What if one chemical was responsible for your trust of other people, your morality, and your general happiness? This was the question that Dr. Paul Zak, Director of Claremont Graduate University’s (CGU) Center for Neuroeconomic Studies (CNS), set out to answer over ten years ago. After years of research, Zak, who has been at the forefront of the emerging field of neuroeconomics, says he has the solution: oxytocin, a mammalian hormone sometimes referred to as the “love hormone.”
Raised as an altar boy by his mother, Sister Mary Marastela, Zak says he has always had an interest in the causes of morality, which inspired his original investigation to find a biological explanation for moral behavior.
“I’ve been looking for about ten years for essentially the chemical basis for moral behaviors, because it’s moral behaviors that sustain us as social creatures,” he said.
While previous studies conducted at CNS were able to prove that heightened levels of oxytocin in the blood stream of test patients were correlated directly with generous and empathetic behavior, Zak’s recent focus has been on the effects of oxytocin-inhibiting chemicals in the body such as testosterone.
“If you think of oxytocin as this connecting molecule, the empathy molecule, testosterone is kind of its opposite,” he said.
In 2009, CNS released a study that concluded that elevated levels of testosterone in males were found to interfere with oxytocin and in turn cause males to act less generously and “behave antisocially,” according to a press release.
“Unlike oxytocin, testosterone made the men in our study more selfish and also more entitled,” Zak said.
In the past month, CNS has continued to research the effects of testosterone on generosity and economic decisions, with several students at the Claremont Colleges participating in the studies both as research assistants and test subjects. The most recent experiment called upon men age 18 and over to give a blood sample, apply either a placebo or AndroGel (a prescription gel-based testosterone supplement) to the shoulders and neck, and then complete a series of economics tasks. The tasks included participating in a simulated stock trading game as well as bartering anonymously with other participants. While the results of this study have not yet been published, the hypothesis was that participants given the testosterone would show a significant lack of generosity and a heightened sense of competitiveness during the stock trading simulation.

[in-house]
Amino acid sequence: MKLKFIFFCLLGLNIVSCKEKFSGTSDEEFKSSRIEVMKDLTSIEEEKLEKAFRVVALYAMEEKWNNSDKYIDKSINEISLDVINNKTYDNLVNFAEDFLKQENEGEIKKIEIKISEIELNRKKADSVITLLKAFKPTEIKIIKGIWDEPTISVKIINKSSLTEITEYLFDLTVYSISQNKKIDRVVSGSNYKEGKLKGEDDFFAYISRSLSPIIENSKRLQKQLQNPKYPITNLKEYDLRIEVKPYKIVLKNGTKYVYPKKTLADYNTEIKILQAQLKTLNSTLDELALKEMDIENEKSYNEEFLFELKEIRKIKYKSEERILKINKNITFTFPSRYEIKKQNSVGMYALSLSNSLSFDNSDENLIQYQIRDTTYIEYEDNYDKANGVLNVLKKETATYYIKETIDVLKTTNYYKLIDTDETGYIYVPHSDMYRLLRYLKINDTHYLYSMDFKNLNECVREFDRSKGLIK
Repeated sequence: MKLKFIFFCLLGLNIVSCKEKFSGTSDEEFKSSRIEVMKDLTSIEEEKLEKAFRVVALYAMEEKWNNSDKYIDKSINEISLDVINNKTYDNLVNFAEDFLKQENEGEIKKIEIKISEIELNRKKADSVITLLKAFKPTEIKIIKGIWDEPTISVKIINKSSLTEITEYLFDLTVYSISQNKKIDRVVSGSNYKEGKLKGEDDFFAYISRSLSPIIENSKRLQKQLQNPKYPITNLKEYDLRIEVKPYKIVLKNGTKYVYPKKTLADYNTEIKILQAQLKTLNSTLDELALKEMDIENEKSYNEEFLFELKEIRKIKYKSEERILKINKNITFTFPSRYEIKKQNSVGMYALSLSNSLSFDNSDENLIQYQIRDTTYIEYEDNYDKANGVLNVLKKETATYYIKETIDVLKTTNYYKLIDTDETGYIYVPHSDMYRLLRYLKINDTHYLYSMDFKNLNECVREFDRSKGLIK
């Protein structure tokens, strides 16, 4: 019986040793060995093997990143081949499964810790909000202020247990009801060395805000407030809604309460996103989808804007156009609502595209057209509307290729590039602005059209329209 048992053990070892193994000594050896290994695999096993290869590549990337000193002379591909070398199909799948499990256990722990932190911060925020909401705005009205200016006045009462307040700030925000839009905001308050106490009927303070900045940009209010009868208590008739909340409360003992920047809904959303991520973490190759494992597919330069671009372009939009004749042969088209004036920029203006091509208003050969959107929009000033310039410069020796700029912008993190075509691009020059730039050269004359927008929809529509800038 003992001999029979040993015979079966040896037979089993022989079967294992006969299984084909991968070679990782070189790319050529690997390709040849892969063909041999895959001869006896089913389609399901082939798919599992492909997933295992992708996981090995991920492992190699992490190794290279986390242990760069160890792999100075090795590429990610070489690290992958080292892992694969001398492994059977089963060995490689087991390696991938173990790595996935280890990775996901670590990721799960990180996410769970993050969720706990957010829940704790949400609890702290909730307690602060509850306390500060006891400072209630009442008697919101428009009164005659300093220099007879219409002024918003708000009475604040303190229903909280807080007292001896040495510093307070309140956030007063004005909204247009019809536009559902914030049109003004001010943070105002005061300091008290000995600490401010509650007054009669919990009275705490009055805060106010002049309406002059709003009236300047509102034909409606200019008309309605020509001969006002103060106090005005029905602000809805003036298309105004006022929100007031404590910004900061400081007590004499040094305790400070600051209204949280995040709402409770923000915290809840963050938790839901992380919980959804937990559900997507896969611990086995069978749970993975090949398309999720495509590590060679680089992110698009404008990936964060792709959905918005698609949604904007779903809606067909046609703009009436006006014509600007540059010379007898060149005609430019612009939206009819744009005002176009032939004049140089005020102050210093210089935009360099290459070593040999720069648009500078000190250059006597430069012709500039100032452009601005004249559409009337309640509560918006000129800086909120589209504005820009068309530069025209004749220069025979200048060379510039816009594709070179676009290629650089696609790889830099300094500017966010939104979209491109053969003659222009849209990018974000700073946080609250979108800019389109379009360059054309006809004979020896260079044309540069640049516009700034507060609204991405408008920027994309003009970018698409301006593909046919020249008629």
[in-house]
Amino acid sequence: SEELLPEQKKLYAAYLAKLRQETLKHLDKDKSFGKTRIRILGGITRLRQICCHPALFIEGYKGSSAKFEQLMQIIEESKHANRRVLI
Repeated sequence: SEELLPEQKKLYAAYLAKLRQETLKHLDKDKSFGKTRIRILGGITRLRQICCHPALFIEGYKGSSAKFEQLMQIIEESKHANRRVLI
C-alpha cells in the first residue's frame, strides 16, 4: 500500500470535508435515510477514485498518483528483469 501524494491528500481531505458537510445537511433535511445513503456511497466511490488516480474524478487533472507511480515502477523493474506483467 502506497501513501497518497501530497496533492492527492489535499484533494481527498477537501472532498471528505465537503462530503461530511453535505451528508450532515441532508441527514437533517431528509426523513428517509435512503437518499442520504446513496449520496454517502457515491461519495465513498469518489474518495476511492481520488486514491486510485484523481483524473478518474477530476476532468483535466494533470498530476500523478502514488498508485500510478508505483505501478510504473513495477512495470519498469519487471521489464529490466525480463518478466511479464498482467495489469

Sam Young PO ’15 participated in the experiment at CNS.
“It was pretty straightforward. I made about 70 [dollars] for less than three hours of work, which was great,” he said. “I’m not sure whether or not I was given the actual dose of testosterone, but I didn’t feel much different during the experiment either way.”
According to CNS Lab Assistant Kevin Guttenplan PO ’14, the center has conducted hundreds of experiments since its establishment but has maintained its commitment to researching in an ethical manner.
“A lot of people have heard about psychological studies that tell you they’re testing for one thing, but in reality they’re looking for something else,” Guttenplan said. “That’s not what we do. Every experiment is exactly as it seems. Dr. Zak has always made sure that CNS works as ethically as possible.”
Along with the research, Zak prescribes some unexpected remedies. In a talk he gave earlier this year at a TED conference, Zak discussed his findings concerning the effects of oxytocin, and he recommended a simple way to promote the release of oxytocin: giving hugs.
“My penchant for hugging other people has earned me the nickname, ‘Dr. Love,’” Zak said. “But here’s your prescription from Dr. Love: eight hugs a day. We have found that people who release more oxytocin are happier, and they’re happier because they have better relationships of all types.”